Sunday, April 02, 2006

CalOSHA -- Going From Bad To Worse

CalOSHA has eliminated its last physician position, effectively abolishing Medical Unit, according to the California Association of Professional Scientists (CAPS), which represents CalOSHA employees. CalOSHA Acting Chief Len Welsh told the CalOSHA Reporter (paid subscription) that this is no big deal, just an experiment, and they may fill the position again at some point.

Others disagree.
“This is really serious and will cripple the Division’s ability to enforce the [ergonomics] standard and enforcement in other areas,” [CAPS representative Garrett] Brown counters. “We are no longer dying the death of 1,000 cuts but now have received hatchet blows to the heart of the Division.” He contends that any salary savings “will be dwarfed” by the costs of contracting out medical services. Seemingly, the Medical Unit has been dying that 1,000-cut death for years – at one time, it boasted seven physicians and three registered nurses. The unit assists the Division in enforcing California’s ergonomics standard, the only regulation of its kind in the nation, evaluates employers’ medical surveillance and bloodborne pathogens exposure control programs and chemical exposure effects. Unit personnel also provide expert testimony in Cal/OSH Appeals Board hearings.

CAPS asserts that the ergonomics standard will be “effectively nullified” by the move because Appeals Board administrative law judges generally refuse to accept non-physician evaluations of medical criteria verifying the existence of two repetitive-motion injuries on the same job in a workplace.

The union also points out that the decision “comes at a time when Cal/OSHA is preparing for the Asian flu pandemic and is preparing for new regulations for infectious airborne diseases like tuberculosis.”
In addition, according to Brown, there are several other important programs that depend on the medical unit:
  • Evaluation of employer medical surveillance programs;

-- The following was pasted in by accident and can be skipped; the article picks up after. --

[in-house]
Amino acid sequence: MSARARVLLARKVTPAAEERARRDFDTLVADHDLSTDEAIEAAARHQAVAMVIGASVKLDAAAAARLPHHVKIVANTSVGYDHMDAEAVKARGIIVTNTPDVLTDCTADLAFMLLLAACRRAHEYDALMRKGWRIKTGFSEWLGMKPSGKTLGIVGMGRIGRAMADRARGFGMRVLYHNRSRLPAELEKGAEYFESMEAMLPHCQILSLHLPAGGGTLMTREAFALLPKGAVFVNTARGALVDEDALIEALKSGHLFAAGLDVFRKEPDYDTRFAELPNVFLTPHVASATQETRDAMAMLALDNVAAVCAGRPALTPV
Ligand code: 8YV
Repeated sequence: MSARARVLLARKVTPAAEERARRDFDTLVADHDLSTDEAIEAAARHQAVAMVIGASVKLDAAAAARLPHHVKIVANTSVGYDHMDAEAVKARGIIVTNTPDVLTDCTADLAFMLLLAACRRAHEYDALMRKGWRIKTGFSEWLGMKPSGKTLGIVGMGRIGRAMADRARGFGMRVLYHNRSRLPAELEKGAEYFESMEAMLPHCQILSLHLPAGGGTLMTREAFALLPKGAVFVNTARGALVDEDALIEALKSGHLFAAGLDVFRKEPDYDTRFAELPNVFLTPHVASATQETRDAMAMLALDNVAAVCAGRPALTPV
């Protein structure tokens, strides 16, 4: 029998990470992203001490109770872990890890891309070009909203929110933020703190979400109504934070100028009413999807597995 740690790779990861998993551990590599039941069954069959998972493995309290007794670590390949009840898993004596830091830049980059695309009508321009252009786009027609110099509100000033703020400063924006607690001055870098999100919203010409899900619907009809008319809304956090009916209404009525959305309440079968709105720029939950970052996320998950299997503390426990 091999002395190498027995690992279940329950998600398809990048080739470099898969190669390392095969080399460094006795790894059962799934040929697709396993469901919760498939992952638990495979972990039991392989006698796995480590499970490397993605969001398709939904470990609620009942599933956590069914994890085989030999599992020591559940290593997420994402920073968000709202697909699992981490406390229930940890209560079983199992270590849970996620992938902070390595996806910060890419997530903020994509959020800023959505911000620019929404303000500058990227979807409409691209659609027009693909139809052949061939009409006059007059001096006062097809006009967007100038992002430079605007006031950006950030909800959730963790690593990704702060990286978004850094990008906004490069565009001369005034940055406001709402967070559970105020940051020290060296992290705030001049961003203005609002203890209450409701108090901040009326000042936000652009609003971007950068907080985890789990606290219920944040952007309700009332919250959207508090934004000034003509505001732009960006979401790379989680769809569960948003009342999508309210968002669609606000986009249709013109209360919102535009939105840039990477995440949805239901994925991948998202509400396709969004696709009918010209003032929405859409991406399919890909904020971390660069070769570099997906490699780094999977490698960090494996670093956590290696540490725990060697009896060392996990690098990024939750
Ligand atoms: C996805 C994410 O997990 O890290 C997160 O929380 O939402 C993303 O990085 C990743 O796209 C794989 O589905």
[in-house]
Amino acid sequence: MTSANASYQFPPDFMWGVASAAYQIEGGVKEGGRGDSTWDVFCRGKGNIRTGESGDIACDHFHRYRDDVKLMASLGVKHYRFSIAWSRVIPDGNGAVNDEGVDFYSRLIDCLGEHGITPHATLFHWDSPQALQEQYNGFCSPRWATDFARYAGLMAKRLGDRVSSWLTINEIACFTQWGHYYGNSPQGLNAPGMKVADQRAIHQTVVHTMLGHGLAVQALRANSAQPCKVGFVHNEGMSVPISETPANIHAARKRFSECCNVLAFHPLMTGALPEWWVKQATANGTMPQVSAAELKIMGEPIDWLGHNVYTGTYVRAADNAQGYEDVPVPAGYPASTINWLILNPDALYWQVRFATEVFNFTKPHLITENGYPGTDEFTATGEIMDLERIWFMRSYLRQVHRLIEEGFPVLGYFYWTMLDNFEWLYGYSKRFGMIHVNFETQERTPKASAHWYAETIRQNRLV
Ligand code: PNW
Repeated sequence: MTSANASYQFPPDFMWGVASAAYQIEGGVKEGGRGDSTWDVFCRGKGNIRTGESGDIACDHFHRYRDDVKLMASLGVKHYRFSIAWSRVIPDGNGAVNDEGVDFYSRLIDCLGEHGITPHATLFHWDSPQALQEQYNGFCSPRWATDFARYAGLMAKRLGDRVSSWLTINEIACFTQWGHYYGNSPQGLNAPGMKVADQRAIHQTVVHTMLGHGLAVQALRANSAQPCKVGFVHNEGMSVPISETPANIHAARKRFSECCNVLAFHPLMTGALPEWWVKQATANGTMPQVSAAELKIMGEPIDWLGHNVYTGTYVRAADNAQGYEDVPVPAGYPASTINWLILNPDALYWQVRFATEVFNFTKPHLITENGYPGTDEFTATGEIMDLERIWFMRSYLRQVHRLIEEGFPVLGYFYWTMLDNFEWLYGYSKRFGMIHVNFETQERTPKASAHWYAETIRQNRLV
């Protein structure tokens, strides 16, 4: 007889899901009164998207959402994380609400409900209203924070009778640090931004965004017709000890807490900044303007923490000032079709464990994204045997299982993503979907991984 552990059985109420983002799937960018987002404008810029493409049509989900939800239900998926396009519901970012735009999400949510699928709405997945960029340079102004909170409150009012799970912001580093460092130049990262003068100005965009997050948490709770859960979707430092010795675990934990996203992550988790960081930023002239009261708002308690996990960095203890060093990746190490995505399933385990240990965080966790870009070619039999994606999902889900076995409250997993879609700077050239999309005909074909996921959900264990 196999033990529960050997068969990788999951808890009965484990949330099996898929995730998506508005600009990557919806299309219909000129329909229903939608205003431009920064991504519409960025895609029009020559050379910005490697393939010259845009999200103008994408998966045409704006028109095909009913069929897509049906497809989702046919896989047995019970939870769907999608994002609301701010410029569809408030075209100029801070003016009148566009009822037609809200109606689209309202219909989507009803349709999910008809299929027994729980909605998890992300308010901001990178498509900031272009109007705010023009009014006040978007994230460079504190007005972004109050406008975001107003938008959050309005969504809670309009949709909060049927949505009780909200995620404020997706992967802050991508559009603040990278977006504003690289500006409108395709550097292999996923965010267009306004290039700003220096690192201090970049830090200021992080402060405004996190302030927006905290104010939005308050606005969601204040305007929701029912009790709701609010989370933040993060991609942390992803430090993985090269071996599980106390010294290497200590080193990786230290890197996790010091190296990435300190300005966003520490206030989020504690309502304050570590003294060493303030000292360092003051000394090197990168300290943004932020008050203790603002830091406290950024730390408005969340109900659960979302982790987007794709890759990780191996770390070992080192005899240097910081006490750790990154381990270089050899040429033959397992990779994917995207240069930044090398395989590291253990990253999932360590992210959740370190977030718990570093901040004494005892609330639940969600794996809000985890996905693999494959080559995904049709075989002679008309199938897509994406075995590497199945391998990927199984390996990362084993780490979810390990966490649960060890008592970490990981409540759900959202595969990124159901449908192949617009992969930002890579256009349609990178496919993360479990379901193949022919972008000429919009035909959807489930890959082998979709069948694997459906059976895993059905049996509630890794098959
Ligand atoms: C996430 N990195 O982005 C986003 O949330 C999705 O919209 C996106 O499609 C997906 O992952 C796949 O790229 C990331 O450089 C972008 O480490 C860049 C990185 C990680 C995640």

• Medical expert testimony in appeal hearings;
  • Evaluation of bloodborne pathogen exposure control programs; and
  • Evaluation of adverse health effects from chemical exposures.
Acting CalOSHA Chief Len Welsh offered a variety of lame explanations for eliminating the office:
  • the ability to terminate contractors, in case they don't like the "quality" of a permanent employee,

  • a budgetary decision "to ensure that we would not need to cut enforcement slots,"

  • the tendency of previous medical officers to look for new hazards instead of just "enforcing the rules you have on the books.”

This last excuse is particularly upsetting considering that almost every major "new" health hazard affecting workers has been discovered by the affected employees themselves, along with their unions and sympathetic physicians. And few physicians would be better placed to discover unregulated hazards than one working inside OSHA. OSHA only regulated around 600 chemicals, based on science from the 1950's and 1960's. Sticking solely to current regulations may satisfy the law, but doesn't satisfy OSHA's ultimate mission of ensuring a safe workplace.

The elimination of CalOSHA's Medical Unit comes just over a month after the agency was criticized by the California state auditor for failing to discover underreporting of work-related injuries and illnesses on the Bay Bridge project. CalOSHA also to adequately follow up on three of six complaints received from bridge workers. At the time, CAPS blamed the agency's critical understaffing for its failure to adequately monitory the safety situation on the bridge project.
“Cal/OSHA’s worker-to-inspector ratio is double that of Federal OSHA’s ratio, worse still than neighboring states like Oregon and Washington, and dramatically worse than Canadian provinces like Ontario and British Columbia,” Austin pointed out. “In fact, there are 66 more Fish and Game Wardens in California than there are Cal/OSHA inspectors.”
Last month, CAPS called for amending the California state budget to authorize the agency to hire an additional 100 workplace inspectors.
The CAPS proposal would increase the number of authorized workplace inspector positions in Cal/OSHA from 200 to 300. Currently, only 170 of those authorized positions are filled. The increased number of inspectors would give Cal/OSHA the same inspector-to-worker ratio that Federal OSHA has nationally.

CAPS has pointed out that chronic understaffing is the underlying reason for Cal/OSHA's poor performance at the Bay Bridge, and that lack of inspectors is seriously compromising the agency's ability to meet its legally mandated responsibilities to protect the health and safety of 17.7 million workers in over 1 million workplaces in California.

Current Cal/OSHA staffing levels mean that each of the 170 inspectors is responsible for over 100,000 workers and 6,800 worksites.
Twenty-one states run their own occupational safety and health programs, under authorization from OSHA. OSHA mandates that these programs are "at least as effective as" the federal program, but does a poor job monitoring their performance. CAPS has been particularly active in publicizing CalOSHA's problems, but I can't help wondering what problems the other state-plan states are facing that we don't know about.